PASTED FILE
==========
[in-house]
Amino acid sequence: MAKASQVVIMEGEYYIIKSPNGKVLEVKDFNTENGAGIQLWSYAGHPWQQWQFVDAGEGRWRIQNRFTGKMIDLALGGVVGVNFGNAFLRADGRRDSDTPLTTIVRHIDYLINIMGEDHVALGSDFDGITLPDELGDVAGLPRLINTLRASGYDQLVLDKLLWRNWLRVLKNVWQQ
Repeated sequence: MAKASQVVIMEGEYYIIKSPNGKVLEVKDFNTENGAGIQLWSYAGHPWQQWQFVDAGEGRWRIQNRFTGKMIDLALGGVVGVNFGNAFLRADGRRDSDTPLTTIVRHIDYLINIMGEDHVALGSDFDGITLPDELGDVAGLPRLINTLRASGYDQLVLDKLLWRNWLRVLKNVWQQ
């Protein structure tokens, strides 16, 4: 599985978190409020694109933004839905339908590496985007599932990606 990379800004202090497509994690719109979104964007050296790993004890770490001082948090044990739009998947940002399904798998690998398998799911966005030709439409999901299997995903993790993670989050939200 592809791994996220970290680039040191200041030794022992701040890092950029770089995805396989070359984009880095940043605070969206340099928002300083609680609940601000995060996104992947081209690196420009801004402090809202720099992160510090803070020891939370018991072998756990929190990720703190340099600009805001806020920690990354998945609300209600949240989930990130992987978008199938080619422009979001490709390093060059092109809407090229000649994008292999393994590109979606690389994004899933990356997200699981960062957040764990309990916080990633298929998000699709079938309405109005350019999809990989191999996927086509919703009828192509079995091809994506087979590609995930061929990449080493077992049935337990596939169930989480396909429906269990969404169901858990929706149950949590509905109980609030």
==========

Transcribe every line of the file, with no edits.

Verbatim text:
[in-house]
Amino acid sequence: MAKASQVVIMEGEYYIIKSPNGKVLEVKDFNTENGAGIQLWSYAGHPWQQWQFVDAGEGRWRIQNRFTGKMIDLALGGVVGVNFGNAFLRADGRRDSDTPLTTIVRHIDYLINIMGEDHVALGSDFDGITLPDELGDVAGLPRLINTLRASGYDQLVLDKLLWRNWLRVLKNVWQQ
Repeated sequence: MAKASQVVIMEGEYYIIKSPNGKVLEVKDFNTENGAGIQLWSYAGHPWQQWQFVDAGEGRWRIQNRFTGKMIDLALGGVVGVNFGNAFLRADGRRDSDTPLTTIVRHIDYLINIMGEDHVALGSDFDGITLPDELGDVAGLPRLINTLRASGYDQLVLDKLLWRNWLRVLKNVWQQ
């Protein structure tokens, strides 16, 4: 599985978190409020694109933004839905339908590496985007599932990606 990379800004202090497509994690719109979104964007050296790993004890770490001082948090044990739009998947940002399904798998690998398998799911966005030709439409999901299997995903993790993670989050939200 592809791994996220970290680039040191200041030794022992701040890092950029770089995805396989070359984009880095940043605070969206340099928002300083609680609940601000995060996104992947081209690196420009801004402090809202720099992160510090803070020891939370018991072998756990929190990720703190340099600009805001806020920690990354998945609300209600949240989930990130992987978008199938080619422009979001490709390093060059092109809407090229000649994008292999393994590109979606690389994004899933990356997200699981960062957040764990309990916080990633298929998000699709079938309405109005350019999809990989191999996927086509919703009828192509079995091809994506087979590609995930061929990449080493077992049935337990596939169930989480396909429906269990969404169901858990929706149950949590509905109980609030």